Mihir Banerjee, a high-rank government officer in West Bengal, is still in dark as to when he may reach the end of a more than a decade long strenuous journey to bring justice for the wrongful death of his only child “Ishita” who died in 2001 after she was treated for simple vomiting by a local physician, Dr. Abhijit Roy, who gave high dose of a centrally-active sedative (generally used in cancer patients after chemotherapy) which brought premature end to a promising life of Ishita when she was only 12 years old which also devastated the entire Banerjee family. Banerjee has been running from pillar to post for the past 11 years – district consumer court, state consumer court, national consumer court (NCDRC) and even in the Supreme Court of India where Banerjee argued his own case in 2009. The Supreme Court found the order passed by the NCDRC (which previously dismissed Banerjee’s appeal) untenable and remanded the case back to the NCDRC to review the decision.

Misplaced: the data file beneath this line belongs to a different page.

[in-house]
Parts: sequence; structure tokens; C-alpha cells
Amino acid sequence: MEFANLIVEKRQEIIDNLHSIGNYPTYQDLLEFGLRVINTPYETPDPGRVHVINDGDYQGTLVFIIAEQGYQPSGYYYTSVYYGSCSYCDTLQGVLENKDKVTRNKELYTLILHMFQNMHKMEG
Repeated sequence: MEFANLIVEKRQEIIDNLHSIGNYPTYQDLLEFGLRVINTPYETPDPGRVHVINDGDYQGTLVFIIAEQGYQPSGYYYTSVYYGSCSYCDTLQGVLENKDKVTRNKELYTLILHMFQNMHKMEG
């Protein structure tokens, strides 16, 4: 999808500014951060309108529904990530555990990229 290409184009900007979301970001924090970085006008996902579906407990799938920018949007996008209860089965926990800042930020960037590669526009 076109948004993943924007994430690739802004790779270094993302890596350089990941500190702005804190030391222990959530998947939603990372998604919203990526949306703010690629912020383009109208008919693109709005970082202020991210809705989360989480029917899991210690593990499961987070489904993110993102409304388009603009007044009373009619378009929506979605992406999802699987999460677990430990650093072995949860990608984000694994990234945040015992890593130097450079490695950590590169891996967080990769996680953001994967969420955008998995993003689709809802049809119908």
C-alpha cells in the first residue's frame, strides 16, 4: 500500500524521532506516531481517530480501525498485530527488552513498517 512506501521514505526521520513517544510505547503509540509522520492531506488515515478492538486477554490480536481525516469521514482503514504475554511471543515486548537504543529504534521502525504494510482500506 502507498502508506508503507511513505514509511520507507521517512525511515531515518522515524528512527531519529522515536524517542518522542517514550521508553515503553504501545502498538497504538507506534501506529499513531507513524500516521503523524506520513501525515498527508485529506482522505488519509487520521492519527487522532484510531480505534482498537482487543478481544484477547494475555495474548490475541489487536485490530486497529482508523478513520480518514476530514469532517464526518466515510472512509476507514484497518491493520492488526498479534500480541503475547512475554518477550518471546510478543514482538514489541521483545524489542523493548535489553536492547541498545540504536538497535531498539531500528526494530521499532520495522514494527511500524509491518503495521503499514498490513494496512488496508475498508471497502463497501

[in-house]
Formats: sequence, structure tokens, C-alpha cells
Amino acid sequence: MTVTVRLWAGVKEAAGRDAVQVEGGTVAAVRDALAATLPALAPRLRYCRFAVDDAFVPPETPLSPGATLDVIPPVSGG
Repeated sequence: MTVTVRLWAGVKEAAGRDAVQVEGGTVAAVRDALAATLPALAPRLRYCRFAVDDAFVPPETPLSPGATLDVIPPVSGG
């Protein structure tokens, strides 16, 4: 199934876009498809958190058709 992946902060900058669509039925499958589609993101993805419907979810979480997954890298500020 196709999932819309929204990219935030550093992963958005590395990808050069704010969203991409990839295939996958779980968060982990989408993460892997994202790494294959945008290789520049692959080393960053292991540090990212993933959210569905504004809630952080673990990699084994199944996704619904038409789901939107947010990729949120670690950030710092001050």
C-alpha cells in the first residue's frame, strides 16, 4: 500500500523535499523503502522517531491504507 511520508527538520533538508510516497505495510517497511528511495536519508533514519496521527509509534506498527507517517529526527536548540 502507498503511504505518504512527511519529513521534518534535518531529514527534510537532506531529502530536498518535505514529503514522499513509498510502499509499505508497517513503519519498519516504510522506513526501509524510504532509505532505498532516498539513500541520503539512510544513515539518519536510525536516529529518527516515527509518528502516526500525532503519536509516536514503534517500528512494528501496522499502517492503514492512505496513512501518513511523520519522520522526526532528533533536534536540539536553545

Unfortunately, after the matter was remanded by the Supreme Court, the Apex Consumer Court (NCDRC) has put Banerjee’s case in a slumber with a cryptic direction that the case to be listed “in due course”. Ironically, Section 19A of the Consumer Protection Act (CPA), 1986 has categorically stated “An appeal filed before the State Commission or the National Commission shall be heard as expeditiously as possible and an endeavour shall be made to finally dispose of the appeal within a period of ninety days from the date of its admission”. Eleven years later and more than two years since the Supreme Court remanded the matter back to the NCDRC, this case is languishing in the NCDRC as Banerjee and his wife are still waiting with aching hearts in their desolate home near Kolkata for their final day of justice. But Banerjee is not alone in this arduous battle against the wealthy and powerful doctors and hospitals, as appeals from countless victims of “medical negligence” are routinely delayed for years and decades as Consumer Courts across India serious cases of death from “medical negligence” are jammed together with trivial consumer complaints (e.g. defective bicycles or TVs) causing a huge backlog and long delay for justice.